They didn’t have to, because Microsoft has little to apologize for. The company isn’t perfect, but it hasn’t suffered any major data breaches or privacy scandals in recent years. It offers a wide range of tools that helps you manage your data, has significantly tightened Windows security, and aggressively pursues lawsuits against the United States governments over privacy issues.

It’s a pristine record, at least compared to the company’s peers. That’s something Apple has long understood, but Facebook and Google still don’t grok. You’re only as good as your last scandal. Microsoft has suffered few. Actions, not words, are what ultimately foster trust – and Microsoft’s actions have set it apart.

The views expressed here are solely those of the author and do not reflect the beliefs of Digital Trends.

Computing

An inside look at Qualcomm’s Snapdragon 8cx, a revolutionary laptop processor

Six years after Microsoft’s failed foray into ARM computing with Windows RT, its second effort with Always-Connected PC is now showing early signs of success. Microsoft partner Qualcomm told us how the Snapdragon 8cx might revolutionize…
Computing

Microsoft’s Chromium Edge browser may be adding your Chrome extensions

Fans sticking to Google Chrome because due to its vast extension library might be able to switch over to Microsoft's latest iteration of Edge, as a project manager confirms that the company has its eyes on Chrome extensions.
Computing

Microsoft asks Edge Insiders for help with its new browser development

If you want to be among the first to try Microsoft's new Edge browser that's built on Google's open-source Chromium rendering engine, you can sign up to be an Edge Insider. Microsoft is asking users to provide feedback.
Computing

3DMark’s Port Royal lets you benchmark ray tracing on Nvidia’s RTX cards

UL is adding another benchmarking utility to its popular 3DMark suite to help gamers measure their graphics card's ray tracing performance. You'll soon be able to measure how Nvidia's RTX 2070, 2080, and 2080 Ti stack up.
Computing

Snatch Apple’s 2017 15-inch MacBook Pro for up to $1,200 off at B&H

The latest deal at B&H is offering up 2017 15-inch Apple MacBook Pros, in space gray and silver, with Intel Core i7 quad-core CPUs, 16GB of RAM, and AMD Radeon Pro 560 GPUs with up to 2TB of SSD storage.
Computing

I tried an LTE laptop for a month, and I wasn’t really convinced

LTE laptops offer up plenty of benefits and are becoming more common. After spending one month with one in my daily life in New York City, I really wondered if it is something that consumers really need in their lives.
Emerging Tech

An A.I. cracks the internet’s squiggly letter bot test in 0.5 seconds

How do you prove that you’re a human when communicating on the internet? The answer used to be by solving a CAPTCHA puzzle. But maybe not for too much longer. Here is the reason why.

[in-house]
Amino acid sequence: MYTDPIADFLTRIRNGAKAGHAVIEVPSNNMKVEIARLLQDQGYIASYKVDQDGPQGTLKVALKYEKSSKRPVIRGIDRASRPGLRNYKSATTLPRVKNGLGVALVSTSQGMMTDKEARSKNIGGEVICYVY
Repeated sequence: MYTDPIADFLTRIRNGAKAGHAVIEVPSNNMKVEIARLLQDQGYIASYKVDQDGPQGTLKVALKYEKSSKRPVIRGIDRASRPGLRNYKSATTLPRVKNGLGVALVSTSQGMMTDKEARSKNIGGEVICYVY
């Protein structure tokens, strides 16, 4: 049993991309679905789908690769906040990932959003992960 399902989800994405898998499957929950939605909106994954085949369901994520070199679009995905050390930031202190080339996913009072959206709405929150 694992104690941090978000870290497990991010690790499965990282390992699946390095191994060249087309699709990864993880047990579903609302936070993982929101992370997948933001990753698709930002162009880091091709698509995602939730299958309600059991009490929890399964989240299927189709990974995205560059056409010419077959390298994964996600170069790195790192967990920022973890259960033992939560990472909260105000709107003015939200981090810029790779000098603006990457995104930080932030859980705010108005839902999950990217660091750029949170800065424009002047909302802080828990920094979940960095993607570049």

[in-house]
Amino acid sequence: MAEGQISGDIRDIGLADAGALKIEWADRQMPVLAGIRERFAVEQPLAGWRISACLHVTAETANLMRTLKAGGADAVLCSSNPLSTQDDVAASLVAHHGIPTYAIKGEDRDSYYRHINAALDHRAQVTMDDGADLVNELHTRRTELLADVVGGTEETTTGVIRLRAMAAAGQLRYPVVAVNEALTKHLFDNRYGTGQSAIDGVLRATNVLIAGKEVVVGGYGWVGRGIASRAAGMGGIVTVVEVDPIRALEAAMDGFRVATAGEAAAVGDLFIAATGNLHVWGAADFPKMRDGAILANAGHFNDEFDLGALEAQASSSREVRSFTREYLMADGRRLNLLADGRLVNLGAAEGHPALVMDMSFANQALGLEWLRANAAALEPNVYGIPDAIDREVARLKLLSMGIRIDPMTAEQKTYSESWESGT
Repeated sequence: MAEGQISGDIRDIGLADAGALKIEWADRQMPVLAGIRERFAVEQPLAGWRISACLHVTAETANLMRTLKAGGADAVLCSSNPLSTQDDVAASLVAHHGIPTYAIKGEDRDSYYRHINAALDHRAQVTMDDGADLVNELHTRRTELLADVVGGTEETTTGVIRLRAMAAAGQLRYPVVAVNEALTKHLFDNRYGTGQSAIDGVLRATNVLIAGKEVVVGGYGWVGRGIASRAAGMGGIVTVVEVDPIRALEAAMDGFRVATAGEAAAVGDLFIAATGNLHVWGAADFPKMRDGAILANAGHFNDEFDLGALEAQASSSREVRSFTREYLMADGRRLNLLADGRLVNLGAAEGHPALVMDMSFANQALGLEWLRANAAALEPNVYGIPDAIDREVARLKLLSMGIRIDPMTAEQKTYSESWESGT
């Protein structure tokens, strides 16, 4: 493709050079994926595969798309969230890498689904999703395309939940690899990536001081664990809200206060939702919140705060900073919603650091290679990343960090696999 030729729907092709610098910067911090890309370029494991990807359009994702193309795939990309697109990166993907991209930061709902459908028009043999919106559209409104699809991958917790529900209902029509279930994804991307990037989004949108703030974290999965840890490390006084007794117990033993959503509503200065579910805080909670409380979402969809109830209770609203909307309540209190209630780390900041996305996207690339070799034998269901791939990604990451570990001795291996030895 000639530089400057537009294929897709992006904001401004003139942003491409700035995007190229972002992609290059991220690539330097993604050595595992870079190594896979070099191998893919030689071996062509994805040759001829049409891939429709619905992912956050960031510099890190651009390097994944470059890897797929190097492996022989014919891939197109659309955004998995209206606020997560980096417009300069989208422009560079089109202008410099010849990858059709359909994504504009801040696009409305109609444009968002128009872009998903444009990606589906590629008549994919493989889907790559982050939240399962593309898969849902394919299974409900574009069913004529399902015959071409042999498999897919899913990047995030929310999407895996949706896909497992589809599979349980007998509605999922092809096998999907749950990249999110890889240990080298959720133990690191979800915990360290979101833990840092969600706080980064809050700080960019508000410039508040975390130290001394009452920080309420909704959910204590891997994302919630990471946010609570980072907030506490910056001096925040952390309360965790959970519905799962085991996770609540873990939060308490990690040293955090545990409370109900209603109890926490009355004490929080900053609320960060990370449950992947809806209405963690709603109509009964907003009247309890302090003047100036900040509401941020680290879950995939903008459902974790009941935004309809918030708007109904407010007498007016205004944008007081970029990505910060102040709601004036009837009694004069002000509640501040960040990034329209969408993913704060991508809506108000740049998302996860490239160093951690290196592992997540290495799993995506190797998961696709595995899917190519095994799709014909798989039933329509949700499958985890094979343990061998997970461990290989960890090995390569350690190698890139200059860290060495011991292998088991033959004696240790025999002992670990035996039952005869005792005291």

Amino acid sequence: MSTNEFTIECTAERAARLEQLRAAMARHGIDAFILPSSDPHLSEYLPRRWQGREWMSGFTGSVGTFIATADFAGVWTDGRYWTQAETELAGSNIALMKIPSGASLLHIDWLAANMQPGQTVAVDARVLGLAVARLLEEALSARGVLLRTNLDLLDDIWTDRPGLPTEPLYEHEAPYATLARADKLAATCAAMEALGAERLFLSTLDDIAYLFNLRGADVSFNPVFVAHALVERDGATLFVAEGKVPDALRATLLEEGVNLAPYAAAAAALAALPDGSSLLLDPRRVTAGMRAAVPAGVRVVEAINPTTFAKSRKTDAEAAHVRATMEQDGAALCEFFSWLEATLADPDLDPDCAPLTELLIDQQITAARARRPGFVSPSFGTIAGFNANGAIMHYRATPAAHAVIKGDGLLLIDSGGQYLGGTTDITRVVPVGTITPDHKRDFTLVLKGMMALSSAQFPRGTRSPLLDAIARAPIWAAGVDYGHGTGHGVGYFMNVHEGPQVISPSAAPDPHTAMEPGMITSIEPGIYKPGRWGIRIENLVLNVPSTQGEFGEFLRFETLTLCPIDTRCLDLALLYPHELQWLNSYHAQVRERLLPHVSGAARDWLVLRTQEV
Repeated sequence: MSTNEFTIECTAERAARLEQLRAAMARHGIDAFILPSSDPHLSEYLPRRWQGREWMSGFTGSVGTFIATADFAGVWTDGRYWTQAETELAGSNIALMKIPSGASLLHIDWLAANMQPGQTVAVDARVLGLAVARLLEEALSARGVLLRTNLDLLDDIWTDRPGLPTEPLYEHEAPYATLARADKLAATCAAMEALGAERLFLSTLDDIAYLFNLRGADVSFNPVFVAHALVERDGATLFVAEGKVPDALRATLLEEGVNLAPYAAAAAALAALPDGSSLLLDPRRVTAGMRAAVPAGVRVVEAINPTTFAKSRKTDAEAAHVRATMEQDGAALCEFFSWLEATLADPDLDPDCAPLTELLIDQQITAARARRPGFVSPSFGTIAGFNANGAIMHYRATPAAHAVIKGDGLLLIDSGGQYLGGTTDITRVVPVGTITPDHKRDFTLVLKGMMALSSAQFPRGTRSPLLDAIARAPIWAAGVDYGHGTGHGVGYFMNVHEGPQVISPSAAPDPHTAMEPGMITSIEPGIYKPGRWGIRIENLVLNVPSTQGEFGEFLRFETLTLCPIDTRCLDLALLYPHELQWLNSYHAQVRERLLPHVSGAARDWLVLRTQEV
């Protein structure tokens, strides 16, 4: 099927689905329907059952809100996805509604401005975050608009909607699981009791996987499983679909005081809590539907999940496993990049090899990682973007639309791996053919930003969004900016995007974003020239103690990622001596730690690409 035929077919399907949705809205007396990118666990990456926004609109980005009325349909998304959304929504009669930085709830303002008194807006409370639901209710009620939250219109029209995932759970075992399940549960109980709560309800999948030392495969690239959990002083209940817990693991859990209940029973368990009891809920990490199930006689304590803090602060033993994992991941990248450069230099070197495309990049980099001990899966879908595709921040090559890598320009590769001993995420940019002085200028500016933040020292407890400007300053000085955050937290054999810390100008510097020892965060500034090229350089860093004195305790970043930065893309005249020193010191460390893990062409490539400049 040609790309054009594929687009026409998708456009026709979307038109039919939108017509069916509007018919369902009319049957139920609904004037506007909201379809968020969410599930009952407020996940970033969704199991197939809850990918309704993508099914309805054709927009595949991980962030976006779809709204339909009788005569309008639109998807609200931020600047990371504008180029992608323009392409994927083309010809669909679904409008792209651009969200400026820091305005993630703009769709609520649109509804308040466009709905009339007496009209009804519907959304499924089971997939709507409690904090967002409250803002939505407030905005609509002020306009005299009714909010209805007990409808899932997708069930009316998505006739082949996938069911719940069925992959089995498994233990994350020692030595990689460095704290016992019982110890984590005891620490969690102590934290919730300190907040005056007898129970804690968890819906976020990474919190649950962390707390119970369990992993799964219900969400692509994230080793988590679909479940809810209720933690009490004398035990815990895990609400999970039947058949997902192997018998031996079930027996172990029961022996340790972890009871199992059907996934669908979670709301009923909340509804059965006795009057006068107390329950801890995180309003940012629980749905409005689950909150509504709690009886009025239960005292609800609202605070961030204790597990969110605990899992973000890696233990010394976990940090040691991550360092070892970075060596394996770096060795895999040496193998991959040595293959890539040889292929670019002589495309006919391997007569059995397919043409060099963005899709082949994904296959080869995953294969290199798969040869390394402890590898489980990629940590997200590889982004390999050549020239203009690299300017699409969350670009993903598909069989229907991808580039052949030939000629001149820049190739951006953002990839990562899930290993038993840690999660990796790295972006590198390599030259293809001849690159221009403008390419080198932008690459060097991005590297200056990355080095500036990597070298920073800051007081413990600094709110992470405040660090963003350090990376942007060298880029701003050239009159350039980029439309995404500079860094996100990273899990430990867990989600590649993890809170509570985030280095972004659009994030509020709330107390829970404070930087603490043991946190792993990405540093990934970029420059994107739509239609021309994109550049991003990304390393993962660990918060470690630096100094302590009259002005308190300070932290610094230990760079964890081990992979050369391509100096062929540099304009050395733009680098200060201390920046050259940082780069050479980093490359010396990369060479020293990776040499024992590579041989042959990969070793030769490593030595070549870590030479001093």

Gaming

Apple Mac users should take a bite out of these awesome games

Contrary to popular belief, there exists a bevy of popular A-list games compatible for Mac computers. Take a look at our picks for the best Mac games available for Apple fans.
Computing

Qualcomm’s dual-screen PC concept looks like two connected Surface Go tablets

In Qualcomm's video teaser, we got a glimpse of the company's vision for how a dual-screen ARM PC should work. The internet reacted to Qualcomm's video, calling the device in question merely a mashup of two Surface Go tablets.
Deals

Check out the best Green Monday deals for those last-minute gifts

Black Friday and Cyber Monday have come and gone, but that doesn't mean you've missed your chance of finding a great deal. We're talking about Green Monday, of course, and it falls on December 10.
Computing

Hololens 2 could give the Always Connected PC a new, ‘aggressive’ form

Microsoft is said to be leaning on Qualcomm to power its Hololens 2 headset. Instead of Intel CPUs, the next Hololens could use a Snapdragon 850 processor, allowing it to benefit from the always-connected features.
Computing

Chrome’s dark mode may cast its shadow over Macs by early 2019

By early 2019 Google may release a version of Chrome for Mac users that offers a Dark Mode feature to match MacOS Mojave's recent darkening.
Computing

These laptop bags will keep your notebook secure wherever you go

Choosing the right laptop bag is no easy feat -- after all, no one likes to second-guess themselves. Here are some of the best laptop bags on the market, from backpacks to sleeves, so you can get it right the first time around.
Home Theater

Step aside set-top boxes, the best streaming sticks are tiny and just as powerful

Which streaming stick reigns supreme? We pit the Chromecast and Chromecast Ultra against the Roku Premiere, Roku Streaming Stick+, and the Amazon Fire TV Stick 4K to help you decide which one will be the best fit in your living room.